Meme Monday: Hey girl, bird with me?

If you’re not active on social media sites like Facebook, Twitter or Google+, you may be missing out on the joy of Internet memes. A meme (rhymes with cream) is “an idea, behavior, style, or usage that spreads from person to person within a culture.” An Internet meme can be as short as a catch-phrase or as complex as a video clip. A lot of memes are simple graphics which are altered to suit different topics. When a meme is hot, you can be sure there will be variants related to birds or birding.

Canadian actor Ryan Gosling is the subject of several single-topic Tumblr blogs / meme themes. Images of Gosling are accompanied by captions that often begin with, “Hey girl,” followed by a sentence that would only be uttered by the world’s best boyfriend. After Gosling himself read some of the captions on MTV in December 2010, the meme took off with derivatives like Feminist Ryan Gosling, Hey girl. I heart NPR., Law School Ryan Gosling, and of course, Hey girl, bird with me?

While the popularity of this particular “Hey girl” variation probably reached its peak back January or February, you can still follow this brilliant birder meme via the Hey girl, bird with me? Facebook page or the original Hey girl, bird with me? Tumblr blog.

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It takes a lot of work to look this good

Wood Duck

How does a Wood Duck know when it’s time to take a bath?

Wood Duck

I happened to be watching this one when it was time. He looked quite clean to me, but what do I know?

Wood Duck

After a whole lotta splashin’ was going on, he joined his companion on a nearby snag for some serious preening.

Wood Duck

Wood Duck

Wood Duck

All done.

Wood Duck

Lookin’ good, hot stuff.

Wood Duck

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Bird-a-Day 100!

Today is the 100th day of the year, and I’m still alive in the Bird-a-Day Challenge! My original goal was simply to beat last year’s lame total. In my previous update I figured I had a least 6 more weeks to play, which brought me up to the end of March. Now, at 100 birds, I have a new goal. I hope to make it another four weeks until I visit my family in northern Illinois next month. It’s going to be tough. First, a quick look back at birds 50-100. You can see the list (for this update, from February 19 to today) here.

I picked up two great birds over my birthday weekend, with a Green-tailed Towhee on February 26 and a Long-tailed Duck on the 27th. Neither is common in Florida. Speaking of uncommon, the rarest bird for this batch was undoubtedly the pair of Whooping Cranes Arthur and I went to see in Lake County.

On a visit to the theme parks, I picked up my first Purple Martins of the year at a colony at Epcot.

Purple Martins at Epcot | 21 March 2012

I picked up 8 birds in our yard. Burning through these is usually bad in terms of the game, though it does mean I didn’t spend any fossil fuels to find a bird that day. 24 more birds were found locally, either at Gemini Springs, the Spring-to-spring Trail, or via short non-birding errand trips outside the neighborhood.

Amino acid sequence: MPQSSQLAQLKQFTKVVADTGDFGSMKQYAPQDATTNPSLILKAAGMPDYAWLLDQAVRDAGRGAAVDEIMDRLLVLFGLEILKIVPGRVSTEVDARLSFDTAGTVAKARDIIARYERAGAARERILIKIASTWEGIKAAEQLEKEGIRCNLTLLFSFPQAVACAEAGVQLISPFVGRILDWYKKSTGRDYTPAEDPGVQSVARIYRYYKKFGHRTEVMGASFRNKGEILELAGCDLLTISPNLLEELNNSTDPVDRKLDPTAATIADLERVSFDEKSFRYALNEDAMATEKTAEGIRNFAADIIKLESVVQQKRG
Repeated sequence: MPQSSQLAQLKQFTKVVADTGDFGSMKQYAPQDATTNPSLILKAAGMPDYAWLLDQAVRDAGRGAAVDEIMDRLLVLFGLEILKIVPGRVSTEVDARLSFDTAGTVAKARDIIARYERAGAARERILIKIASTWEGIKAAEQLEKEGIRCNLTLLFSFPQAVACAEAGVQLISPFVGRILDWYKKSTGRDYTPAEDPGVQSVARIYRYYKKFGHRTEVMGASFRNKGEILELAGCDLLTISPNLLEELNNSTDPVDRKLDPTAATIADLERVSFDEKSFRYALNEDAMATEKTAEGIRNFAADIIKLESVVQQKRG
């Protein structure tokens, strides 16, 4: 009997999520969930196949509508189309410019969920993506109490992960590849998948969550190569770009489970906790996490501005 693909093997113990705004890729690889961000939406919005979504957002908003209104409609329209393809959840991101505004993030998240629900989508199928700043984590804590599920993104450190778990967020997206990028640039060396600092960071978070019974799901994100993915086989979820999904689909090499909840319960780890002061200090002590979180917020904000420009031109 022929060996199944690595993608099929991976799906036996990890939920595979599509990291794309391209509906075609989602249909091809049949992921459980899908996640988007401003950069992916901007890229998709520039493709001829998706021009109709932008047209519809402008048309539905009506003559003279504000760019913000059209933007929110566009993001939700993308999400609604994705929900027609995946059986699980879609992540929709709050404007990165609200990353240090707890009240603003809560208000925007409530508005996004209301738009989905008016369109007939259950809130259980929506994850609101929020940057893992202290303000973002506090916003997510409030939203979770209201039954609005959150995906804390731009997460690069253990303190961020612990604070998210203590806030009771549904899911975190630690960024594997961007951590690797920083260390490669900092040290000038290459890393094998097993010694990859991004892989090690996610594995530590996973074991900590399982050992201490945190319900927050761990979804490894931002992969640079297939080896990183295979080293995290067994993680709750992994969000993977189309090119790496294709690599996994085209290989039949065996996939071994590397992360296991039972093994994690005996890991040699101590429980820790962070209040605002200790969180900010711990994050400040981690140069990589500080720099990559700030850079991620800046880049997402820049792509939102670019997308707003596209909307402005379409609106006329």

Red-shouldered Hawk
Red-shouldered Hawk in our yard | 31 March 2012

Pine Warbler
Pine Warbler on the Rail-to-trail bike path in Deltona | 18 March 2012

I found six birds while volunteering at the Audubon Center for Birds of Prey in Maitland. My best bird there was a House Finch at the feeders – my first House Finch in Florida! One day, I learned of a couple of rescued baby owls that were recently returned to nests in DeBary. Arthur and I went to check on a Barred Owlet placed in a nest box after its nest tree was cut down, and a baby Great Horned Owl who fell out of a flimsy nest and was returned to its parents in a brand new man-made nest platform. Technically, I counted the adult owls (perched in an adjacent tree) that day, but this image of the baby looking down at me is much cuter for sharing purposes. 🙂

Great Horned Owlet in fancy nest platform
Great Horned Owlet in DeBary | 22 March 2012

Today I checked off another yard bird. Arthur found our FOY Brown Thrashers in our front yard two weeks ago. That was after a long day of birding on 28 March, when I used Purple Sandpiper for my Bird-a-Day. Today the pair returned. Arthur got me out of bed to see them – I’m glad he did. 🙂 The thrashers stuck around; we saw them later in the day and I managed to take this picture through our wavy windows.

Brown Thrasher
Brown Thrasher in our yard | 9 April 2012

The prognosis for my future in this game is a bit shaky. I really want to last until May 8th – 29 more days. That’s when I’ll visit my parents in northern Illinois, where adding a week’s worth of birds should be a breeze. My list of probable / “easy” local birds is down to just 20-something, with a measly five being common in our yard (when you see me use Northern Cardinal, Carolina Wren, Carolina Chickadee, Northern Mockingbird or Great Crested Flycatcher, you’ll know I’m in trouble). And of course nothing is certain. I don’t want to start driving around the county to remain in the game… but if it’s May 5th and I’m outta birds — a few little road trips will certainly be very tempting! A day trip to Titusville is already scheduled for next week, and one or two long birding days aren’t out of the question. More than than, though, I can’t say. Stay tuned – I’m going to try for weekly updates from now on.